Customer Service Valley

Monday, 20 April 2015

by: Qurius

Vodafone, Q-Park, arvato, the municipality of Maastricht, and educational institutions Arcus, Leeuwenborgh, and Zuyd University of Applied Sciences have made agreements for the customer service profession. This collective is pooling its resources under the new name ‘Customer Service Valley’.

Currently, in Maastricht and the surrounding area there are some twenty companies specialising in customer service. Together these are good for 5,000 jobs, and by 2020, this number should grow to 6,000. The business community as well as local government organisations wish to work together more closely to strengthen the sector and increase its effectiveness. Particularly concerning implementing new ideas about training, image and quality. The municipality of Maastricht will invest EUR 300,000 in the next three years. This will be spent on helping people find jobs in the sector and on attracting new businesses to the region. Q-Park, Vodafone and arvato will also each contribute EUR 15,000 per annum.

Image boost

Maastricht city councillor Aarts is pleased with the covenant: “With five thousand jobs, this sector is already very important to Maastricht's economy. But there's room for improvement. If the companies work together structurally for training and service quality, then this will strengthen the sector's image and that will attract new business.”

Fred Wilkes, Director of Business Development at Q-Park, is also enthusiastic about Customer Service Valley. “In our organisation, high-quality customer-focused services form the core of the company. We are convinced that this is a good step to forward our common interests.”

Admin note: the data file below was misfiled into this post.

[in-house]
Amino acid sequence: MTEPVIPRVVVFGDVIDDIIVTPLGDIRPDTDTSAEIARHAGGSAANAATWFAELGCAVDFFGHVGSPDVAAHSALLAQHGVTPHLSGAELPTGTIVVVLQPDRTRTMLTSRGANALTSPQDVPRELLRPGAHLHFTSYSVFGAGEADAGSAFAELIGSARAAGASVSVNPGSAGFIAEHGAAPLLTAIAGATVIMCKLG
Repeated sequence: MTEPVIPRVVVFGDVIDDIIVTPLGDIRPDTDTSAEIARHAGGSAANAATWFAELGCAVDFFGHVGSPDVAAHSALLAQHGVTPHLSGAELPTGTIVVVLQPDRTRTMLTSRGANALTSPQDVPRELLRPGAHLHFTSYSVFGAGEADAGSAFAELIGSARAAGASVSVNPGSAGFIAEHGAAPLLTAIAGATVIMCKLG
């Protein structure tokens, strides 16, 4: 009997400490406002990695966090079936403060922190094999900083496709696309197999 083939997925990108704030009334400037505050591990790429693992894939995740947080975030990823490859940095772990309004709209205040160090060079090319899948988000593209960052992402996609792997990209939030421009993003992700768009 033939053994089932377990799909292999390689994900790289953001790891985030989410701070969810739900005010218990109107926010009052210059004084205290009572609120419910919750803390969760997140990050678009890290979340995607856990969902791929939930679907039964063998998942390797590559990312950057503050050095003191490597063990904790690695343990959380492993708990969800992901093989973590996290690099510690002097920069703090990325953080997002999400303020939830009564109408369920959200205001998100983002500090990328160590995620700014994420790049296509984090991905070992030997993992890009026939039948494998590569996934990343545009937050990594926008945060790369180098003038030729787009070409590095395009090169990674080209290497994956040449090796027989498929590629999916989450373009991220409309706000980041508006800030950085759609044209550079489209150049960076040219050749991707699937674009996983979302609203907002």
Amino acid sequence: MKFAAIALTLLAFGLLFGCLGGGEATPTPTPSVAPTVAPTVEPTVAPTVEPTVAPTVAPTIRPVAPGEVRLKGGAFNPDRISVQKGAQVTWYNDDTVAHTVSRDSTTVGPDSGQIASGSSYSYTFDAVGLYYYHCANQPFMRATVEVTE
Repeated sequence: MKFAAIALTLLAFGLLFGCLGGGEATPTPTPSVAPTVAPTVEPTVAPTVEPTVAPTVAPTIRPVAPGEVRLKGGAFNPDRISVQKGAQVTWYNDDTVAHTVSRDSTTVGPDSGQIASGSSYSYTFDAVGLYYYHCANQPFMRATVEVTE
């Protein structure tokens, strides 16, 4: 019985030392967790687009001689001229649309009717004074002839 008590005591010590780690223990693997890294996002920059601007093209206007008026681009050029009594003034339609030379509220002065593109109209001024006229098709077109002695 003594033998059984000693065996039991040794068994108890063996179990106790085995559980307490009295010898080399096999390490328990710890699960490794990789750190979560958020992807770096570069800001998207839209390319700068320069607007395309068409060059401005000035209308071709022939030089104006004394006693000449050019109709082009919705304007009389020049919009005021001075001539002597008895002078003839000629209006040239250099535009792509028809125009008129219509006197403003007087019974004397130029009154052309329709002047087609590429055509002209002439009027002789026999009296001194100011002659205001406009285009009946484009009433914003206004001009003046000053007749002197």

The focus of our partnership is primarily on training and education. Initially, we will concentrate on jointly organising retaining and refresher courses, but we will also be working on better positioning the customer contact sector in education. This should help people see that working in customer contact is a conscious career choice, and also reduce the number of mismatches.

Joyce Engelen, HR consultant at Q-Park Netherlands; "For the time being, the first class has fifteen students. They will embark on an eighteen-month senior secondary vocational training programme. The students will learn, for example, how to communicate with customers through social media, and they can extend their language skills with French or German. That will be partly during working hours and partly in the evenings via e-learning."

The Customer Service Academy is part Customer Service Valley, which was launched recently, however the latter initiative has a much broader mission than just training and education. Consider for instance, joint procurement and office premises, as well as career paths across the companies. The Academy training programmes are available at various levels, including secondary vocational education and a master programme which will address topics such as customer focus and customer experience is also currently under development. “The Academy is intended to raise quality levels. Customer service should become a profession. Just as for logistics, for instance, you should be able to do the same for customer service. It should be a pre on your CV”, says Engelen.